Five Leaves also has a big events programme, at least weekly events in the shop, political talks, poetry readings, Irish history, transgender, anarchism, Middle East, Corbynism... you name it, we've had talks on it. Often these are in conjunction with outside groups. The talks - not all book-related - being people in and make the bookshop a significant part of the local political and literary scene. These complement our main job, which is, and always will be, offering books for sale as radical bookshops have been doing in Nottingham since 1826!

Ross Bradshaw
Ross set up Five Leaves Bookshop in Nottingham in 2013, which grew out of Five Leaves Publications, which has been publishing since 1995.

This article first appeared in Freedom (Winter 2016/17) 

Wednesday 16 December 2015

Roses and Revolutionaries

Big spread in today's Newcastle Journal about Roses and Revolutionaries, the story of the Clousden Hill colony by NIgel Todd (pictured). The book is launched tomorrow at Newcastle Library with Rob Turnbull's book about the Plebs League in the North East.

Monday 20 July 2015

Colin Ward and Five Leaves

I started reading Colin Ward in, I think, 1973, at Aberdeen People's Press. APP was a magazine with its own print-shop, one of many such papers throughout the country such as Leeds Other Paper and Rochdale Alternative Paper. One table at APP was devoted to “swaps”, magazines exchanged with APP, and some national magazines for sale or reference. It was there I came across Peace News, which I hooked up with for many years, and Freedom. The latter listed many local anarchist groups across the country and, tantalisingly, its appeal fund often listed significant donations collected at anarchist picnics in America, sometimes from groups with foreign language names. For a young man living in the north east of Scotland in those pre-internet days this was heady stuff.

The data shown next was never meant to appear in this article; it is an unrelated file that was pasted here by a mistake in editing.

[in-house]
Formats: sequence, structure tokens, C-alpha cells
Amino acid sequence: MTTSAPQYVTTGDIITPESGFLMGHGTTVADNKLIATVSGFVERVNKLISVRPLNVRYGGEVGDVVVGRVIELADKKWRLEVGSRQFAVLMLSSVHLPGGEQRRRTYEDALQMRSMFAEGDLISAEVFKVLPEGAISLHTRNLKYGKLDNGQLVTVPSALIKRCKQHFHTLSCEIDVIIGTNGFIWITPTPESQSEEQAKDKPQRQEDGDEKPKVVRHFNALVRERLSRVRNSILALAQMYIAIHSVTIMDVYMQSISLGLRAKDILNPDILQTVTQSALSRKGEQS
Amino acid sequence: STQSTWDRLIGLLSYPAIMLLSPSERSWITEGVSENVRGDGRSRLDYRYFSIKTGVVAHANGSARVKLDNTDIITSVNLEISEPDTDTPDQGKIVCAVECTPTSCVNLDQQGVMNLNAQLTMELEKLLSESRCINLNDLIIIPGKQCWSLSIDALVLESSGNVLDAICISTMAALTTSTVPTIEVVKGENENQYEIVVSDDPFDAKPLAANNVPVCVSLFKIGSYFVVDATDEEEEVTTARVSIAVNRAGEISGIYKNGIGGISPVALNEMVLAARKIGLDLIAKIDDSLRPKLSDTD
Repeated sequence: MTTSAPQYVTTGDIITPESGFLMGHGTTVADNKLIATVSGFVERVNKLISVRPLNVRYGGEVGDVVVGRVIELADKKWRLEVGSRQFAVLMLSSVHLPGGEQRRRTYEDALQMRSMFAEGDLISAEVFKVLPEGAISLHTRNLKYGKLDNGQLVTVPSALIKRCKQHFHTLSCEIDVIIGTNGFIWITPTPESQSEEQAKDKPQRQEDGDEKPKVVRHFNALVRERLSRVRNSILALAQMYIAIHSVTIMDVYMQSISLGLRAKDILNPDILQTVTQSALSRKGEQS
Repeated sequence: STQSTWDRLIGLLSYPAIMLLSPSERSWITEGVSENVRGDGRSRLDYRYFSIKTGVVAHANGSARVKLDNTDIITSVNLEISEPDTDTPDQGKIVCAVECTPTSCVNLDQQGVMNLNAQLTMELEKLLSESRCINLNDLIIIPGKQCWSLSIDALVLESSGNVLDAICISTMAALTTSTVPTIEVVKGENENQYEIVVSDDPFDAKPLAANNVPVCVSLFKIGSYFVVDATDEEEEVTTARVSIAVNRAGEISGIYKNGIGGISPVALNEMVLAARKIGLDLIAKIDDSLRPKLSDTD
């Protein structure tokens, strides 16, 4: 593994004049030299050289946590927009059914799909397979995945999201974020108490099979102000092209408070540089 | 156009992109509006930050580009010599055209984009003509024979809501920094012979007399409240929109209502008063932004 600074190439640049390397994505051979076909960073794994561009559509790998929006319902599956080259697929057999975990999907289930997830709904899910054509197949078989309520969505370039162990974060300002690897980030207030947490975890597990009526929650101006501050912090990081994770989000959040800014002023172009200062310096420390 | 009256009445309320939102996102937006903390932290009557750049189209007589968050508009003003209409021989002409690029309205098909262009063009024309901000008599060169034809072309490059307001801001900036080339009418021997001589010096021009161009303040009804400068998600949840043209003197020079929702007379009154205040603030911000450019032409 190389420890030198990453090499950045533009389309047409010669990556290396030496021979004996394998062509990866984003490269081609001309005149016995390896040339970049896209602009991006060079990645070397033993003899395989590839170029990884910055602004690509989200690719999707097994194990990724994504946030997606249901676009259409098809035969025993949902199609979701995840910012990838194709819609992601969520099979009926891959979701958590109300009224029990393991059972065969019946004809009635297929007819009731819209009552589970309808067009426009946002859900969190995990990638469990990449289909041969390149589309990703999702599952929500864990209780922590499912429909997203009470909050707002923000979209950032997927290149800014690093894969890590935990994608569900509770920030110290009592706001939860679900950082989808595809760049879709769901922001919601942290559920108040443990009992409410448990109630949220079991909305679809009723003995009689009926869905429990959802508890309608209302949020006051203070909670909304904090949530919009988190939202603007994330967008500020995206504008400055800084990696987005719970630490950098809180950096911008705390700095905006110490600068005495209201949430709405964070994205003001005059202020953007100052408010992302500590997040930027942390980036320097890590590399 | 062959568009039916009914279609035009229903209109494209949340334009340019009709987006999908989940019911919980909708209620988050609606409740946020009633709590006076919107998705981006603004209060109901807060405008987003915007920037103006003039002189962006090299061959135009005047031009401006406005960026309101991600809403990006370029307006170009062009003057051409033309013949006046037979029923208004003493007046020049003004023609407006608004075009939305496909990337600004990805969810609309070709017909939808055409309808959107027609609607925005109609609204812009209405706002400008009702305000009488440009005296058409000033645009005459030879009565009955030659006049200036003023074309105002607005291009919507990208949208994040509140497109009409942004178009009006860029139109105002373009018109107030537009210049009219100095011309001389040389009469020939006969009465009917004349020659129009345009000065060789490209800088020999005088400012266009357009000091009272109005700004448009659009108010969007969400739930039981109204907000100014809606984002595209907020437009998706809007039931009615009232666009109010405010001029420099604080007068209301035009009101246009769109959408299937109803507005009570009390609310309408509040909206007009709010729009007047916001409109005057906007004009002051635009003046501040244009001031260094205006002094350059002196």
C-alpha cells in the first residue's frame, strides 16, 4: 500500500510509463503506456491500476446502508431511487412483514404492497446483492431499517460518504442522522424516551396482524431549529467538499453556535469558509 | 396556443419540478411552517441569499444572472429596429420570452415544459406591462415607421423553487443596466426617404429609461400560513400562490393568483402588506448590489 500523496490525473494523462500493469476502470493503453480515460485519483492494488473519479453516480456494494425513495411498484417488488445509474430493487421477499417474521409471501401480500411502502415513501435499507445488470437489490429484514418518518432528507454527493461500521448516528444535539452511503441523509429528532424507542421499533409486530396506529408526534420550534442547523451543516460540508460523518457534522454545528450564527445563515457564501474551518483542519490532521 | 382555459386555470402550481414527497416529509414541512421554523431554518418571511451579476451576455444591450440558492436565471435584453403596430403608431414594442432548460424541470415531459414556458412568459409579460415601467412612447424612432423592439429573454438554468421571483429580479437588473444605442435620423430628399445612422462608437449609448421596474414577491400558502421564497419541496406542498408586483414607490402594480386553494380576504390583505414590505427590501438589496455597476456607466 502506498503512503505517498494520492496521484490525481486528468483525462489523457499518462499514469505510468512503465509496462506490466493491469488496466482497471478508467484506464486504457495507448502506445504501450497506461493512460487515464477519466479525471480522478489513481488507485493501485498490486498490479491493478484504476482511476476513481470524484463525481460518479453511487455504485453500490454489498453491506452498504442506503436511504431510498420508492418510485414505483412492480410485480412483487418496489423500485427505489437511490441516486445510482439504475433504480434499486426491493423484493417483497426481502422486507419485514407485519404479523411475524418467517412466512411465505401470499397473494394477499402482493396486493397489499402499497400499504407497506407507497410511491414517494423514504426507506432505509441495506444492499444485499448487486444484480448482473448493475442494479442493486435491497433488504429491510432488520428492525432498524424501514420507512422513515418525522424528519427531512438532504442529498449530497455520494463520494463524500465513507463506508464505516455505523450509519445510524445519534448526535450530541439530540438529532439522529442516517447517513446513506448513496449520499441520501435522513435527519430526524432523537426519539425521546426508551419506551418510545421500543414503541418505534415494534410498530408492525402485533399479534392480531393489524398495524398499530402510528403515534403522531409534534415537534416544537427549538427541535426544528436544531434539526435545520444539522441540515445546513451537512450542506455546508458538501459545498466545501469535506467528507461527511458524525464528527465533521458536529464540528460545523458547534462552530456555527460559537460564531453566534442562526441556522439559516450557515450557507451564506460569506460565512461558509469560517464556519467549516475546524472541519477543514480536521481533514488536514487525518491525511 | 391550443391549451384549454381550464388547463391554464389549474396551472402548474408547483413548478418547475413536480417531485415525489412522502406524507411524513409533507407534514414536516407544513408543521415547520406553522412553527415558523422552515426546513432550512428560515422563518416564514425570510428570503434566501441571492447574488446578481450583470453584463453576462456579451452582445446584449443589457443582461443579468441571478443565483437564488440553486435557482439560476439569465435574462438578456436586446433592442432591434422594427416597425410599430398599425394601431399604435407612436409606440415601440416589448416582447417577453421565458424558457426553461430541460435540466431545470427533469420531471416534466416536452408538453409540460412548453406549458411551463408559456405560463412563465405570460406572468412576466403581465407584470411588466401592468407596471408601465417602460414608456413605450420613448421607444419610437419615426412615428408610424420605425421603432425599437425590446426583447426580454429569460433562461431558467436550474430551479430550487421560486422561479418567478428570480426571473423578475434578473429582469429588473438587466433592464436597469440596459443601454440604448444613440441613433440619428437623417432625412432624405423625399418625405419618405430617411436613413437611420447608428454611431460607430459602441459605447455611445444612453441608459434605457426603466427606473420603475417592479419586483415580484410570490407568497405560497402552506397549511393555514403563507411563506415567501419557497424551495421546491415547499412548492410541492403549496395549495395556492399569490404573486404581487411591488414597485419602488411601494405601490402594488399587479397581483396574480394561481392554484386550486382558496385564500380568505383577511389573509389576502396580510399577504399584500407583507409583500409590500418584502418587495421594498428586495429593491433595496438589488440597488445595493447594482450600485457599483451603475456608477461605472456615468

Freedom was respected (and criticised) for being the journal of record of the anarchist movement, the paper of “official anarchism”. There were brasher papers, with more exciting layout, but often with only brief lives. With Freedom you got tradition and continuity and you had access to the work of Vernon Richards, the scarily pedantic historian Nicolas Walter and, the subject of this magazine, Colin Ward. I found some copies of Colin Ward's Anarchy which, though it closed in 1970, was still thought relevant, certainly more so than the second series produced by the group that succeeded him as editor. I've spent years trying to complete the set of 116 issues he edited.
Over the years I got to know Colin's work, starting with a wonderful series of books on work, on vandalism and on utopia for Penguin Education and of course his Anarchy in Action. This is still the book I recommend to people wanting to understand what anarchism is all about. Anarchy in Action remains in print from Freedom Press, even if the Freedom empire no longer really reflects Colin's view of anarchism.
I got to know Colin – he spoke at one or two meetings in my later and current hometown in Nottingham - and found him as good company in person as his books were to read. The long defunct Old Hammond Press published pamphlets by him on housing and on William Morris and, in 1995, I became a “proper” publisher when Mushroom Bookshop published his Allotment: its landscape and culture (jointly written with David Crouch), buying paperback rights from Faber. Typically, Colin said he did not want any royalties, simply being glad the book was again available. The Allotment kept Five Leaves Publications afloat for many years after we took over Mushroom's publishing side. We reissued several of his other books including Arcadia for All, a new title Cotters and Squatters and a selection of his essays, Talking Green. Colin preferred to emphasise the positive, with no time for “tittle tattle” about the anarchist movement. The nearest he came to that was the extended interview with David Goodway, Talking Anarchy, which we published and is now with PM Press.